The guidelines in the Code of Conduct are in general extremely valid in the day to day running of an architects practice. Most of them, if not followed correctly, could result in loss and damage to a client or other party involved.

Not having Professional Indemnity Insurance is a good example. If things go wrong and the architect makes a mistake which could be covered by the insurance, and is not, it will result in loss and expense due to the architects failure to follow the guidelines. Ditto, for example, the failure to set out your terms and conditions at the commencement of a project.

However, it is simply quite impossible to imagine any loss or expense that could possibly be caused to anyone as a consequence of my failure to tick the box on the Certificate of Compliance.

By no stretch of the imagination can failure to tick the box be construed as “Unacceptable professional Conduct”. The same applies to a failure to respond to correspondence received from the Architects Registration Board, which is the second spurious charge against me. There is nothing in the Code of Conduct, or in any rules made by ARB that requires Architects to answer ARB letters at all, never mind within a specified period.

So what does constitute Unacceptable Professional Conduct? When I returned to the office after last Wednesdays appearance before you I came across this case on the Internet, and I quote.

“a recent example …… was where a client had gone to an architect asking advice on building a house on a plot of land that was for sale. The architect went to the Local Planning Authority and found out from them that they wanted not 1 house but 6 houses on the land, effectively increasing the value of the land six-fold. Instead of informing their client, the architect offered to buy half the land from them in order to make their life easier (financially); they then went and got planning permission for 4 houses on the piece of land they had purchased, and were set for a six-figure profit from that transaction.”

You'd probably know the name of the firm involved if I told you, but you'll never find out anything more about it, nor will any disciplinary proceedings by the ARB or RIBA occur. This is because when the client sued (successfully), part of the settlement deal was a confidentiality clause and a clause requiring that no complaint be made to the professional bodies.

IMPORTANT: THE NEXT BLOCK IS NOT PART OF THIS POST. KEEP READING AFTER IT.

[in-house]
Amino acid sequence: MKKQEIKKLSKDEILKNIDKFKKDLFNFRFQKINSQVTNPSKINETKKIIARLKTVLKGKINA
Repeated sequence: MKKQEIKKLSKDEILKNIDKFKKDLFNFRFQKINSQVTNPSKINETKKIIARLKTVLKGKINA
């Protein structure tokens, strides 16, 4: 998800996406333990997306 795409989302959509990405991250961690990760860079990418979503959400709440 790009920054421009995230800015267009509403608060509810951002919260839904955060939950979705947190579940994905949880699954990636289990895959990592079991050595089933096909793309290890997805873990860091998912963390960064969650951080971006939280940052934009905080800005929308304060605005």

Now that is what I call Unacceptable Professional Conduct, and neither myself nor [R L―] would ever even contemplate behaving in such an unethical or unprincipled manner, but it is we who are before you, not the architects involved in that case. They will never come before you. Has ARB got its priorities wrong ? it most surely has.

There is only one charge against me that could possibly have any consequences that could, as a result of which, be considered Unacceptable Professional Conduct, and that is the lack of adequate professional indemnity insurance.

I would now like to discuss the issue of Evidence, or rather the lack of it, on this main charge, the only one of the three, which if true, could result in loss or damage to innocent parties in certain circumstances.

You have confirmed that there exists a burden of proof on ARB. In English Law, the accused is held to be innocent until proven guilty. It is for ARB to prove our guilt, not for us to attend today and produce our Professional Indemnity Insurance Policies to prove our innocence. That is what these cases are about.

I first wrote to Mr. Battersby on this point on May 5th 2005 (items 39 + 40) saying:–

“It is clear from the papers received that the Solicitor Complainant has no evidence in support of this allegation. I would ask you therefore to advise the professional Conduct Committee that this allegation cannot be substantiated and should in consequence be struck out”

I wrote to the Chairman of ARB, Humphrey Lloyd, on this point on 9th September (Items 62 and 63) and have not received a satisfactory response.

In previous letter to Mr. Lloyd dated 31st August 2005 (Item 56), I had pointed out to him the lack of evidence in our cases. I suggested that he should have asked to see the evidence against me in support of the allegation of failing to maintain an appropriate level of professional indemnity insurance. I wrote: